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1.4 Burden of Proof—Clear and Convincing Evidence

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When a party has the burden of proving any claim or defense by clear and convincing evidence, it means you must be persuaded by the evidence that the claim or defense is highly probable. This is a higher standard of proof than proof by a preponderance of the evidence.

You should base your decision on all of the evidence, regardless of which party presented it.


See Colorado v. New Mexico, 467 U.S. 310, 316 (1984) (defining clear and convincing evidence). See also Murphy v. I.N.S., 54 F.3d 605, 610 (9th Cir.1995) (the burden of proving a matter by clear and convincing evidence is "a heavier burden than the preponderance of the evidence standard").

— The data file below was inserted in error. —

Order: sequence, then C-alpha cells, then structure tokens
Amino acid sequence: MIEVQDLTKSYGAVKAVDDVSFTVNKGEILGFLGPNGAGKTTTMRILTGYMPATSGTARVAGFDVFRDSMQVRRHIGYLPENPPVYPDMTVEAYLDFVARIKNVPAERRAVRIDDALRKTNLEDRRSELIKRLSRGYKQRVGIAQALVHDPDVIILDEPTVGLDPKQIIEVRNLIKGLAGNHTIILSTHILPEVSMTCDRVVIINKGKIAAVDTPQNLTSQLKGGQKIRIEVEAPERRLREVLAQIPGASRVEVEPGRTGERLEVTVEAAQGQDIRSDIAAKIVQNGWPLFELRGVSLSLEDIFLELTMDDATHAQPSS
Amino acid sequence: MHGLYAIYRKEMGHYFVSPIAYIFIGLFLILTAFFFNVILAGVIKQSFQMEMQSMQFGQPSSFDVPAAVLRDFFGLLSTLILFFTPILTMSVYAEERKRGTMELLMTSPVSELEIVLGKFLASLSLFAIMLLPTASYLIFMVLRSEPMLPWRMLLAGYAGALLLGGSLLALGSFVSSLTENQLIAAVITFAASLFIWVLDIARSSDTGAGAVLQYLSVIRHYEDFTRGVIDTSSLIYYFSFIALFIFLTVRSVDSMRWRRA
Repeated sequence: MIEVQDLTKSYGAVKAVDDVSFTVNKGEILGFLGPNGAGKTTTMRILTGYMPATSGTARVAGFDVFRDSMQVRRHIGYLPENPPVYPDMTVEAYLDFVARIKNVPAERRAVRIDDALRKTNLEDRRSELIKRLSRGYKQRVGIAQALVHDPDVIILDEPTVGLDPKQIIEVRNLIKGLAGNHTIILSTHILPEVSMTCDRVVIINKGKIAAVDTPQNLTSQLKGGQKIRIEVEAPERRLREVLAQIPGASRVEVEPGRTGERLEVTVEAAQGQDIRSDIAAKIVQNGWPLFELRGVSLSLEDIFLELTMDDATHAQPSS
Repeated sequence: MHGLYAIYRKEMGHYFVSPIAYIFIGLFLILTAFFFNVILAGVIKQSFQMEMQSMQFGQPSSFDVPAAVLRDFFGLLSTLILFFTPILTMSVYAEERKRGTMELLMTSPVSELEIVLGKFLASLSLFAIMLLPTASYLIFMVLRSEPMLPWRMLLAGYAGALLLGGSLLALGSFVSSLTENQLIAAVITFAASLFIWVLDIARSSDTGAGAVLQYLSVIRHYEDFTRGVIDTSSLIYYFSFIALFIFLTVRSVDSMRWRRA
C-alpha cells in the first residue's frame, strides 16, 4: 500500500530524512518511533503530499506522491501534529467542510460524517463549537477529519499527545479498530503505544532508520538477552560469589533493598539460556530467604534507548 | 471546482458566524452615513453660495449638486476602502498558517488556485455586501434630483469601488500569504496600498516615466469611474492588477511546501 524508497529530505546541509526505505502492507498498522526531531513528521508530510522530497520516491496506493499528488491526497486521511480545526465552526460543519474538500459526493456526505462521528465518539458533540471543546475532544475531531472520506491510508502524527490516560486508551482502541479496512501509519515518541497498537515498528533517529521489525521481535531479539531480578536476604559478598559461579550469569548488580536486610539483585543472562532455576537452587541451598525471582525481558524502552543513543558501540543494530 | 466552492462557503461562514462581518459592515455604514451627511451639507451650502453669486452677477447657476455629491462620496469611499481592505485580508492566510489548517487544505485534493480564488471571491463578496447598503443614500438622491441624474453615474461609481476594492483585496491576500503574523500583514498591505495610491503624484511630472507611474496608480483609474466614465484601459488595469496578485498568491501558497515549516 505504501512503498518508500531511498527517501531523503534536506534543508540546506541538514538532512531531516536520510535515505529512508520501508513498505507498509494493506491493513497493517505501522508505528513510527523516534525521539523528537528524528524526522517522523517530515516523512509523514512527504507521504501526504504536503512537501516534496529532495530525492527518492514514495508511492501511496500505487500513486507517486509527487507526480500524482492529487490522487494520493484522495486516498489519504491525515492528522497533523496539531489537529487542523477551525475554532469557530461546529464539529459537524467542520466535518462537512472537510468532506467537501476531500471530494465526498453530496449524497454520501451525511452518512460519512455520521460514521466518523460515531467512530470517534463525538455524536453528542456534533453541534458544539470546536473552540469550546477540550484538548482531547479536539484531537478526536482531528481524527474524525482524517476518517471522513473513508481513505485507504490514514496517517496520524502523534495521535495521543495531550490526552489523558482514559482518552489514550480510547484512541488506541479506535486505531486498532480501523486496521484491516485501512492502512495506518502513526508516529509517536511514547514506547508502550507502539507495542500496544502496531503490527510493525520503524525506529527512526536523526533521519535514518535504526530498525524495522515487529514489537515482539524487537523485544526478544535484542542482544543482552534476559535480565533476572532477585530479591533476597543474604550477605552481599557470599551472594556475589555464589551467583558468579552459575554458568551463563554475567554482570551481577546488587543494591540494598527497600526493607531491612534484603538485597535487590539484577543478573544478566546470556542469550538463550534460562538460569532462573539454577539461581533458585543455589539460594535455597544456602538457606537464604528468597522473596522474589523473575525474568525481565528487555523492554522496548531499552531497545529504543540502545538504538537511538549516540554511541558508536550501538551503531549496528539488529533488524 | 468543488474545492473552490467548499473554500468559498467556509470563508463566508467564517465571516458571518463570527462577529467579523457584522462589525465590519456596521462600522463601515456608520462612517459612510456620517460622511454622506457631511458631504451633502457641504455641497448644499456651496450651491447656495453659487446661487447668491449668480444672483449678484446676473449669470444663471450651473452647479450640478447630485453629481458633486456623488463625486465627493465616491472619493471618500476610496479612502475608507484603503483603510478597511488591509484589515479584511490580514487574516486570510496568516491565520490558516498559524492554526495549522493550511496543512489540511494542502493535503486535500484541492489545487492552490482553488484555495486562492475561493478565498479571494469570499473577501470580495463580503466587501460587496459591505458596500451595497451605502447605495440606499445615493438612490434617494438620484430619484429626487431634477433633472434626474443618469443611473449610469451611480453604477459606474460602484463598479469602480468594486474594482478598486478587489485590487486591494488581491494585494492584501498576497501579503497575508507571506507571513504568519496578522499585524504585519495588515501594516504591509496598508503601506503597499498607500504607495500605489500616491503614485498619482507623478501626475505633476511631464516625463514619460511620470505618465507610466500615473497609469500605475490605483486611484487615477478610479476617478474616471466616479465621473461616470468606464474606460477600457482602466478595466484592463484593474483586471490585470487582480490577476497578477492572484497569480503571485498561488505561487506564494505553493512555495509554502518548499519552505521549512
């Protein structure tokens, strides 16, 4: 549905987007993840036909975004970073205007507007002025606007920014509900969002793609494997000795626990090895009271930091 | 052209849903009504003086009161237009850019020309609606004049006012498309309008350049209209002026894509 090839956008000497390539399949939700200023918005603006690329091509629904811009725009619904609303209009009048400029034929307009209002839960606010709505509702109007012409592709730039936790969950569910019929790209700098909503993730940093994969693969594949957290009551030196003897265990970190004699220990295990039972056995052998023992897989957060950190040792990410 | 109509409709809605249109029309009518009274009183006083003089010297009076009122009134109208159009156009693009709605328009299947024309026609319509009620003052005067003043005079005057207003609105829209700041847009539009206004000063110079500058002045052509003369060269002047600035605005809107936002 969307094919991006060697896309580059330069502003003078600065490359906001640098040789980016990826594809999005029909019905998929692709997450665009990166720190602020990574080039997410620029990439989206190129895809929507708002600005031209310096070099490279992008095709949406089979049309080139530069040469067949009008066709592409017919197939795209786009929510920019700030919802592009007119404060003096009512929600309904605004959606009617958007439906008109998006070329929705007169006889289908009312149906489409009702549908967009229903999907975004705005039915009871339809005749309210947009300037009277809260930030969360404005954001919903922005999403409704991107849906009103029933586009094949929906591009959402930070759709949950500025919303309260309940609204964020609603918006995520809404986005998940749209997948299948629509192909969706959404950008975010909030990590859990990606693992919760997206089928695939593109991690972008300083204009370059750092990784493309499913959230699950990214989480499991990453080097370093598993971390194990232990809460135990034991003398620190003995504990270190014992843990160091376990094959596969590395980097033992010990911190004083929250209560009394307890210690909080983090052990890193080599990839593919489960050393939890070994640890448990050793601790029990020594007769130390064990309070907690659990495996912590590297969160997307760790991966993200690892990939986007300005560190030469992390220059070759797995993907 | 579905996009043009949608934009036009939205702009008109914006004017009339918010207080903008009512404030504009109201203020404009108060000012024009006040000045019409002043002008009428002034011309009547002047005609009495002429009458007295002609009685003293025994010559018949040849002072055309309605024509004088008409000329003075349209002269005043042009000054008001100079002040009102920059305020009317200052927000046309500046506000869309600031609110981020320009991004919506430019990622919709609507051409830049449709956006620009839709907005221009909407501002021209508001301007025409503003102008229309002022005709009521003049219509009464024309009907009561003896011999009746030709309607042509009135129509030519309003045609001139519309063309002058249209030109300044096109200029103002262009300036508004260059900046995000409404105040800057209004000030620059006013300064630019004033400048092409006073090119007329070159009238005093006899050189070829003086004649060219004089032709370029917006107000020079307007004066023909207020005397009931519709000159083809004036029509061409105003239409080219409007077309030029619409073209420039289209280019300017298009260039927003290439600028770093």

In cases in which the preponderance of the evidence standard is not defined, it may be necessary to modify this instruction.

In certain civil cases, the higher standard of proof by "clear and convincing evidence" applies. See, e.g., Chapter 15 ("Trademark") Instruction 15.20 (Defenses—Abandonment—Affirmative Defense—Defendant’s Burden of Proof), Instruction 15.22 (Defenses—"Classic" Fair Use), and Instruction 15.23 (Defenses—Nominative Fair Use).

This instruction may not apply to cases based on state law.